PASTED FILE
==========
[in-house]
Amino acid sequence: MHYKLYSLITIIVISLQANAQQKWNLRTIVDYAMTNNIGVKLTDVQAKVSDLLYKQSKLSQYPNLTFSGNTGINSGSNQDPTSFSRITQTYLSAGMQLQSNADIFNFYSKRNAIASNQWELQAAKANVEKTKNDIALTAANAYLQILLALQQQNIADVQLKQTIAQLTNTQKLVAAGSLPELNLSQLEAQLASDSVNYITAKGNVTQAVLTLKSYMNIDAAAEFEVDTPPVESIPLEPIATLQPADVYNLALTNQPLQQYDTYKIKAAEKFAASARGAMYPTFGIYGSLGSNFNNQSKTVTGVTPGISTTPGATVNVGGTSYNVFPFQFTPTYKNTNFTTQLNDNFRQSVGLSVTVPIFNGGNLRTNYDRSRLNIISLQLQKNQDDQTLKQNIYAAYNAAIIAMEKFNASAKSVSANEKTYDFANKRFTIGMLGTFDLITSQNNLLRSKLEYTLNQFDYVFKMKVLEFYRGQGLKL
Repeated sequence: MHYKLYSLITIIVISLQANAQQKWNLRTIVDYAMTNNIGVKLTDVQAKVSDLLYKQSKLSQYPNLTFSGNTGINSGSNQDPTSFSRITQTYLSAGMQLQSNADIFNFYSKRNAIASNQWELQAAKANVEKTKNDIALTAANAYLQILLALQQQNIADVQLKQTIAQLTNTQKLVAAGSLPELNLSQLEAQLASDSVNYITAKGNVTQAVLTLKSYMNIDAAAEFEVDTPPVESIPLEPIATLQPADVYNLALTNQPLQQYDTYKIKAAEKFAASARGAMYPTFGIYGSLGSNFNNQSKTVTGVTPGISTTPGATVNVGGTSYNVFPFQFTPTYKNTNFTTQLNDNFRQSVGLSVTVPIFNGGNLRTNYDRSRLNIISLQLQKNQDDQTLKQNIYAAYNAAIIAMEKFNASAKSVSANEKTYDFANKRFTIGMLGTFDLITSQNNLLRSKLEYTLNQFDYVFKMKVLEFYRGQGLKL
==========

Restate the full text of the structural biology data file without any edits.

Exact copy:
[in-house]
Amino acid sequence: MHYKLYSLITIIVISLQANAQQKWNLRTIVDYAMTNNIGVKLTDVQAKVSDLLYKQSKLSQYPNLTFSGNTGINSGSNQDPTSFSRITQTYLSAGMQLQSNADIFNFYSKRNAIASNQWELQAAKANVEKTKNDIALTAANAYLQILLALQQQNIADVQLKQTIAQLTNTQKLVAAGSLPELNLSQLEAQLASDSVNYITAKGNVTQAVLTLKSYMNIDAAAEFEVDTPPVESIPLEPIATLQPADVYNLALTNQPLQQYDTYKIKAAEKFAASARGAMYPTFGIYGSLGSNFNNQSKTVTGVTPGISTTPGATVNVGGTSYNVFPFQFTPTYKNTNFTTQLNDNFRQSVGLSVTVPIFNGGNLRTNYDRSRLNIISLQLQKNQDDQTLKQNIYAAYNAAIIAMEKFNASAKSVSANEKTYDFANKRFTIGMLGTFDLITSQNNLLRSKLEYTLNQFDYVFKMKVLEFYRGQGLKL
Repeated sequence: MHYKLYSLITIIVISLQANAQQKWNLRTIVDYAMTNNIGVKLTDVQAKVSDLLYKQSKLSQYPNLTFSGNTGINSGSNQDPTSFSRITQTYLSAGMQLQSNADIFNFYSKRNAIASNQWELQAAKANVEKTKNDIALTAANAYLQILLALQQQNIADVQLKQTIAQLTNTQKLVAAGSLPELNLSQLEAQLASDSVNYITAKGNVTQAVLTLKSYMNIDAAAEFEVDTPPVESIPLEPIATLQPADVYNLALTNQPLQQYDTYKIKAAEKFAASARGAMYPTFGIYGSLGSNFNNQSKTVTGVTPGISTTPGATVNVGGTSYNVFPFQFTPTYKNTNFTTQLNDNFRQSVGLSVTVPIFNGGNLRTNYDRSRLNIISLQLQKNQDDQTLKQNIYAAYNAAIIAMEKFNASAKSVSANEKTYDFANKRFTIGMLGTFDLITSQNNLLRSKLEYTLNQFDYVFKMKVLEFYRGQGLKL